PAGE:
I remember becoming acutely aware of students’ multi-tasking abilities in 2005. I watched my daughter, who was a senior in high school, do her homework while also enjoying four other inputs—music from her iPod, a television show, her laptop and her phone, which enabled her to continue an ongoing conversation with a friend about a boy.
Today, most of us can’t imagine doing life without multi-tasking. Our calendars are so full and our expectations so high, we feel we must accomplish two or more tasks at any given time. In 2007, students from Kansas State University surveyed themselves and discovered they cram 26.5 hours of activity into every day—multi-tasking. I think that number is conservative.
Today, I wonder, what has multi-tasking done to us?
As busy people, most of us would agree that multi-tasking is helpful. We pick up our child at school while talking with a friend on our mobile device, all the while running errands that enable us to cook dinner that evening. Unfortunately, at the same time, it seems that few people really pay attention to one thing well. We lack clarity. Multi-tasking seems to make us:
Thanks to social media, our students have grown up multi-tasking, but has all of the multi-tasking been poor for their health? After some digging I’ve concluded that multi-tasking is damaging. Apart from the obvious dangers like “texting while driving,” multi-tasking plays a significant role in the anxiety and depression levels our students experience. A squirt of dopamine is released when we accomplish one of the items on our multi-tasking list. It makes us feel good. We tend to pursue more short-term tasks that give us this dopamine shot, and soon we’re caught up in quantity over quality. We actually work harder, not smarter. And we don’t really focus. We assume we’re doing more and better, but in reality we trade in value for speed and volume.
MIT neuroscientist Earl Miller reveals that our brains are “not wired to multitask well . . . when people think they’re multitasking, they’re actually just switching from one task to another very rapidly. And every time they do, there’s a cognitive cost.”
A study at the University of London demonstrated that people who multi-task while performing cognitive tasks experience measurable IQ drops. Believe it or not, the IQ drops were akin to what you see in those who skip a night of sleep or who use marijuana. Wow.
Most of all, doctors tell us that multi-tasking causes an increase in the production of cortisol, the stress hormone. When our brain consistently shifts gears, it creates stress and tires us out, leaving us feeling mentally fatigued. In addition, the barrage of information is overwhelming. Figuring out what you need to pay attention to and what you don’t can be down right exhausting.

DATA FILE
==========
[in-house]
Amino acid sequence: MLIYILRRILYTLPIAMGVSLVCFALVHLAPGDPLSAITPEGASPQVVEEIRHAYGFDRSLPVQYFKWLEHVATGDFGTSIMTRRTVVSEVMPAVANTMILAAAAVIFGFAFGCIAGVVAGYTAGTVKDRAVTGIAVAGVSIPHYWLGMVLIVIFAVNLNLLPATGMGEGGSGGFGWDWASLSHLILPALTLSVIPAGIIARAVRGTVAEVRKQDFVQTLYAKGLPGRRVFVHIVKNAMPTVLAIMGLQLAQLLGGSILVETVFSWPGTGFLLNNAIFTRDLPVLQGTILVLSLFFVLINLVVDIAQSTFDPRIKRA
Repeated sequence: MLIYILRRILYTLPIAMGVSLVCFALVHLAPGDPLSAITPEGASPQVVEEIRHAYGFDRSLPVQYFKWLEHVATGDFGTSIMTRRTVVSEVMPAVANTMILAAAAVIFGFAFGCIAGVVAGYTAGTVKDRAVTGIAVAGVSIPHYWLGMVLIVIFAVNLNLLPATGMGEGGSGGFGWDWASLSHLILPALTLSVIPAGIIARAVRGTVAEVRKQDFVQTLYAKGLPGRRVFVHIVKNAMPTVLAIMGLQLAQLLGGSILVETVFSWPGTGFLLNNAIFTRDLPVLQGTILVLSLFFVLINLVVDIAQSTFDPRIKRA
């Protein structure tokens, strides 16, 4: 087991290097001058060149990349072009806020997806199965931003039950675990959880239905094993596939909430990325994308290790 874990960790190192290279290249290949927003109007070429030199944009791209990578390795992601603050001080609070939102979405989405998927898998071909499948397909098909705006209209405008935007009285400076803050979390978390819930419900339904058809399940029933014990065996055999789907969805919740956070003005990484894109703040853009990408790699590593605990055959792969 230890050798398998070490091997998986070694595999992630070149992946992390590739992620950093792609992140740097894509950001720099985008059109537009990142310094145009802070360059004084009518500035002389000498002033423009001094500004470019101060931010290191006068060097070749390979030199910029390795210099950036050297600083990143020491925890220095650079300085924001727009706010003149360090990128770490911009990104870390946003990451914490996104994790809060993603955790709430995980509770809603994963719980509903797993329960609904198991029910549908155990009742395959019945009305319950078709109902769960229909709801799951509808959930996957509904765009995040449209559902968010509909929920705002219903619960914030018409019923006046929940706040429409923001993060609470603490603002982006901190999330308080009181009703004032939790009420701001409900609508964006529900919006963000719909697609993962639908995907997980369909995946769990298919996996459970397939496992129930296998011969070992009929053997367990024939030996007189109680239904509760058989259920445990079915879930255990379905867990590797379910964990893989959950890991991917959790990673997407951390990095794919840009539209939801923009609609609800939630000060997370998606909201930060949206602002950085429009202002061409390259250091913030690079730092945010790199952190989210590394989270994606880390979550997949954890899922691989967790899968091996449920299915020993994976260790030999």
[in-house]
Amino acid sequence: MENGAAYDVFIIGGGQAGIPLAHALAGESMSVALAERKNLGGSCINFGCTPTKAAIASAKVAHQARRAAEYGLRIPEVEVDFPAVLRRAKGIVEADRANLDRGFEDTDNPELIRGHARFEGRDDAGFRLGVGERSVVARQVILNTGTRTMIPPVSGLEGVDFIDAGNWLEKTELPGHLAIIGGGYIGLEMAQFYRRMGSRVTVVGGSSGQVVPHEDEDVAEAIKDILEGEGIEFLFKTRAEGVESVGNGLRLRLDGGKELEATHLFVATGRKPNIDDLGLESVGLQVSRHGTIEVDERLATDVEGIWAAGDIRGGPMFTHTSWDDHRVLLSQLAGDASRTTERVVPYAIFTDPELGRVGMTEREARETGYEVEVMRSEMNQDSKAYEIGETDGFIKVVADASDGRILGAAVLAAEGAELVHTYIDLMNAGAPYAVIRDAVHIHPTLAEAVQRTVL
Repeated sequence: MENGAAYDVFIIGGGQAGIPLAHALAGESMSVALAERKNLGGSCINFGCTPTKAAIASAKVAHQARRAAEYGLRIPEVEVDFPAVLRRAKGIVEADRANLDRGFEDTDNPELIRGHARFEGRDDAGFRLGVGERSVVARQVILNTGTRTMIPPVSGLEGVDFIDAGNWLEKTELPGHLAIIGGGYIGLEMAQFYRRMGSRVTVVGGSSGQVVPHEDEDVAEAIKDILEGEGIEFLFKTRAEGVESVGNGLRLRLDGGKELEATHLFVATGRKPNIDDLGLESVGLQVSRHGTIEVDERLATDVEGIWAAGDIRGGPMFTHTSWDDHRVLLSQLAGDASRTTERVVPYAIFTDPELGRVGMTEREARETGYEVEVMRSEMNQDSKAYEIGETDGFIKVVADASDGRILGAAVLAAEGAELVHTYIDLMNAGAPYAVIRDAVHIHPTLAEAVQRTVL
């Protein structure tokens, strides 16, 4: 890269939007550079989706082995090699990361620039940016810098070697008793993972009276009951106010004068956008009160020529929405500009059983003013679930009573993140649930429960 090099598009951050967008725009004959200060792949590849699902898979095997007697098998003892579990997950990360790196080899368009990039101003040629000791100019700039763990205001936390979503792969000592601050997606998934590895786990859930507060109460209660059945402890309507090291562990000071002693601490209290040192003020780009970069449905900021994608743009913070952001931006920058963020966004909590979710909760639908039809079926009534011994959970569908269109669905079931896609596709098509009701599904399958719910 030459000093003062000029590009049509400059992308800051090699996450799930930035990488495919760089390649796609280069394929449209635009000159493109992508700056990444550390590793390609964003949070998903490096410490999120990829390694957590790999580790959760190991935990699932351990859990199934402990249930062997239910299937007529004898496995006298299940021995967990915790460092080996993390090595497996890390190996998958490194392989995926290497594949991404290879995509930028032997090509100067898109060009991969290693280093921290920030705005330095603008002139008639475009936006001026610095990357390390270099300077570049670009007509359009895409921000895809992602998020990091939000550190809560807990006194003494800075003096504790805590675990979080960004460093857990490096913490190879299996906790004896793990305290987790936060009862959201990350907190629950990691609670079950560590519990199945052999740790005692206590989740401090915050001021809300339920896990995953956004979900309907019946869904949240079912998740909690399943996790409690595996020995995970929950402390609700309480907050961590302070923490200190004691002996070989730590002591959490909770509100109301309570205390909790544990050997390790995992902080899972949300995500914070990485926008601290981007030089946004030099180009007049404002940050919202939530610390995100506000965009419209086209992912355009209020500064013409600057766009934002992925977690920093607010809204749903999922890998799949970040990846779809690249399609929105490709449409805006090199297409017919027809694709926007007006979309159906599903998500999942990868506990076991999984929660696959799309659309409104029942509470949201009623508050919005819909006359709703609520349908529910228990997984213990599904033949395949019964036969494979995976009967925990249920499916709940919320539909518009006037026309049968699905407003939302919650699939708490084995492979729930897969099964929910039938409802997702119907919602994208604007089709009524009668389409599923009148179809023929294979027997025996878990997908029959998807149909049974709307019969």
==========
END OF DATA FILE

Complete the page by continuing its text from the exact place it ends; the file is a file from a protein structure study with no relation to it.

I have a challenge for you. Why not talk this over with your students or kids and encourage them to look at the data. Then—invite them to trade in “multi-tasking” for “mono-tasking.” You read that correctly. Mono-tasking has become a lost art. It means concentrating on one important task, instead of four or five. It’s giving your best effort to one item—not your mediocre effort to several. Most importantly, it enables a student to integrate their life. Integration is taken from the same root word as: “integrity.” It means being one person. Clear. Focused. On-mission. It’s choosing to shun duplicity and hypocrisy in favor of authenticity. It’s really all about mindfulness.
Integration is the smoothest path to overcome stress, and mindfulness is the best path to take toward integration. Mindfulness has become a buzzword in many circles today. In layman’s terms, mindfulness is clearing one’s mind of the clutter of multi-tasking and focusing on the here and now. It can go as far as deep breathing and meditation, but it can begin by simply pushing “pause” on the noise and activity of a stressful day. Neuroscientist Moshe Bar, at Harvard Medical School, tells us our brains switch back and forth from activity to recovery mode. Our brains need periods of recovery, but rarely get them. Mindfulness is about consistently choosing to stop our relentless “juggling acts” (multi-tasking) for a specified amount of time—in order for our brains to recover. The benefits are tangible. “The American Psychological Association cites it as a hopeful strategy for alleviating depression, anxiety and pain.” It’s a step to combat the:
lifestyles our young have accumulated. “The American Psychological Association tells us that 34 percent of Americans say their stress has shot up in the last year.” I believe it’s even more so among our youth.
So, today, I’m suggesting one simple step. To trade in multi-tasking for mono-tasking. To trade in scattered minds for mindfulness. Then, to encourage our students to do the same thing. Rebel against the inclination of our culture for noise and clutter. Rebel against the compulsion to be aware of everything all at once and be mindful. Reject FOMO (Fear Of Missing Out) and let’s do MONO . . . as in mono-tasking.